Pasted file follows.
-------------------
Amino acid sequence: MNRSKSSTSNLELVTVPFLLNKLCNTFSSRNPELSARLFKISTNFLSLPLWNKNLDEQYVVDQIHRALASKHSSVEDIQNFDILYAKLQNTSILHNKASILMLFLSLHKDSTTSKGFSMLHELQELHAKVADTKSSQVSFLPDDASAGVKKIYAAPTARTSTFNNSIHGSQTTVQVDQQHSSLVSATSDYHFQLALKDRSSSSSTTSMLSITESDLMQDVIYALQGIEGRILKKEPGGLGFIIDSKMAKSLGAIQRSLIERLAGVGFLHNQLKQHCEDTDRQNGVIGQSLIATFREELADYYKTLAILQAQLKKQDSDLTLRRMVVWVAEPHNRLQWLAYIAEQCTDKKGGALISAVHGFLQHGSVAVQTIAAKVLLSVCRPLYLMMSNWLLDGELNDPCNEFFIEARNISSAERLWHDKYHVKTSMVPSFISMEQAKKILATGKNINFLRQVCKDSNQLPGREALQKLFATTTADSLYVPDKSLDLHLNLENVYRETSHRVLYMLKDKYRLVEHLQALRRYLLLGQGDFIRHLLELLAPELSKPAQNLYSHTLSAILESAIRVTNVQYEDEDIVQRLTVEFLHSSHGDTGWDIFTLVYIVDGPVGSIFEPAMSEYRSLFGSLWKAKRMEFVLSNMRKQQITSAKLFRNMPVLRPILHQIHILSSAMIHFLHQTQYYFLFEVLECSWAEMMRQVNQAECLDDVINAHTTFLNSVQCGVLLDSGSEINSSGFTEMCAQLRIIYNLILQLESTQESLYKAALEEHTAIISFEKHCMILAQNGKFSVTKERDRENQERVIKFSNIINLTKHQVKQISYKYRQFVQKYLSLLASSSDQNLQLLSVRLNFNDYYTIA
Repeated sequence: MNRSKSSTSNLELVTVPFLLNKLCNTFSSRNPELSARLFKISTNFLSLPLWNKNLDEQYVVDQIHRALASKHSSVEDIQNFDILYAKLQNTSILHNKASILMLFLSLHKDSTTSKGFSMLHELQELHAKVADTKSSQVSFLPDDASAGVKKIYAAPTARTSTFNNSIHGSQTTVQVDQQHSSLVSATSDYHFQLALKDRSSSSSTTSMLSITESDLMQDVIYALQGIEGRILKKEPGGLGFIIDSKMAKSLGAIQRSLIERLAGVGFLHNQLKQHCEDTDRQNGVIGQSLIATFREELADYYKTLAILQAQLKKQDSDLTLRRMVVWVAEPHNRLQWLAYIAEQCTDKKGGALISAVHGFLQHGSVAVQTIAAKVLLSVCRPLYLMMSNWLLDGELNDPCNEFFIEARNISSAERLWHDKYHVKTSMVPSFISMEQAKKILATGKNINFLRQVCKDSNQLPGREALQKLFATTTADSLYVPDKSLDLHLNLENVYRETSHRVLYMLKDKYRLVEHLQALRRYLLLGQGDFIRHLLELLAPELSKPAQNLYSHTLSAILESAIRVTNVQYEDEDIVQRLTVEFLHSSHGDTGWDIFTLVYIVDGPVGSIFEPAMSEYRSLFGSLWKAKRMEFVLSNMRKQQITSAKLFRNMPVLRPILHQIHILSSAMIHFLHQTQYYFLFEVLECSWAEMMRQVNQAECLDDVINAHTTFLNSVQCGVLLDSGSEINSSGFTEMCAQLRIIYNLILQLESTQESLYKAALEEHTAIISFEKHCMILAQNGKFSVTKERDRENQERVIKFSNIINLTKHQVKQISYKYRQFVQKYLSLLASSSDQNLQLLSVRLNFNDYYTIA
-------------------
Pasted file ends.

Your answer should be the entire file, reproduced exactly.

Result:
Amino acid sequence: MNRSKSSTSNLELVTVPFLLNKLCNTFSSRNPELSARLFKISTNFLSLPLWNKNLDEQYVVDQIHRALASKHSSVEDIQNFDILYAKLQNTSILHNKASILMLFLSLHKDSTTSKGFSMLHELQELHAKVADTKSSQVSFLPDDASAGVKKIYAAPTARTSTFNNSIHGSQTTVQVDQQHSSLVSATSDYHFQLALKDRSSSSSTTSMLSITESDLMQDVIYALQGIEGRILKKEPGGLGFIIDSKMAKSLGAIQRSLIERLAGVGFLHNQLKQHCEDTDRQNGVIGQSLIATFREELADYYKTLAILQAQLKKQDSDLTLRRMVVWVAEPHNRLQWLAYIAEQCTDKKGGALISAVHGFLQHGSVAVQTIAAKVLLSVCRPLYLMMSNWLLDGELNDPCNEFFIEARNISSAERLWHDKYHVKTSMVPSFISMEQAKKILATGKNINFLRQVCKDSNQLPGREALQKLFATTTADSLYVPDKSLDLHLNLENVYRETSHRVLYMLKDKYRLVEHLQALRRYLLLGQGDFIRHLLELLAPELSKPAQNLYSHTLSAILESAIRVTNVQYEDEDIVQRLTVEFLHSSHGDTGWDIFTLVYIVDGPVGSIFEPAMSEYRSLFGSLWKAKRMEFVLSNMRKQQITSAKLFRNMPVLRPILHQIHILSSAMIHFLHQTQYYFLFEVLECSWAEMMRQVNQAECLDDVINAHTTFLNSVQCGVLLDSGSEINSSGFTEMCAQLRIIYNLILQLESTQESLYKAALEEHTAIISFEKHCMILAQNGKFSVTKERDRENQERVIKFSNIINLTKHQVKQISYKYRQFVQKYLSLLASSSDQNLQLLSVRLNFNDYYTIA
Repeated sequence: MNRSKSSTSNLELVTVPFLLNKLCNTFSSRNPELSARLFKISTNFLSLPLWNKNLDEQYVVDQIHRALASKHSSVEDIQNFDILYAKLQNTSILHNKASILMLFLSLHKDSTTSKGFSMLHELQELHAKVADTKSSQVSFLPDDASAGVKKIYAAPTARTSTFNNSIHGSQTTVQVDQQHSSLVSATSDYHFQLALKDRSSSSSTTSMLSITESDLMQDVIYALQGIEGRILKKEPGGLGFIIDSKMAKSLGAIQRSLIERLAGVGFLHNQLKQHCEDTDRQNGVIGQSLIATFREELADYYKTLAILQAQLKKQDSDLTLRRMVVWVAEPHNRLQWLAYIAEQCTDKKGGALISAVHGFLQHGSVAVQTIAAKVLLSVCRPLYLMMSNWLLDGELNDPCNEFFIEARNISSAERLWHDKYHVKTSMVPSFISMEQAKKILATGKNINFLRQVCKDSNQLPGREALQKLFATTTADSLYVPDKSLDLHLNLENVYRETSHRVLYMLKDKYRLVEHLQALRRYLLLGQGDFIRHLLELLAPELSKPAQNLYSHTLSAILESAIRVTNVQYEDEDIVQRLTVEFLHSSHGDTGWDIFTLVYIVDGPVGSIFEPAMSEYRSLFGSLWKAKRMEFVLSNMRKQQITSAKLFRNMPVLRPILHQIHILSSAMIHFLHQTQYYFLFEVLECSWAEMMRQVNQAECLDDVINAHTTFLNSVQCGVLLDSGSEINSSGFTEMCAQLRIIYNLILQLESTQESLYKAALEEHTAIISFEKHCMILAQNGKFSVTKERDRENQERVIKFSNIINLTKHQVKQISYKYRQFVQKYLSLLASSSDQNLQLLSVRLNFNDYYTIA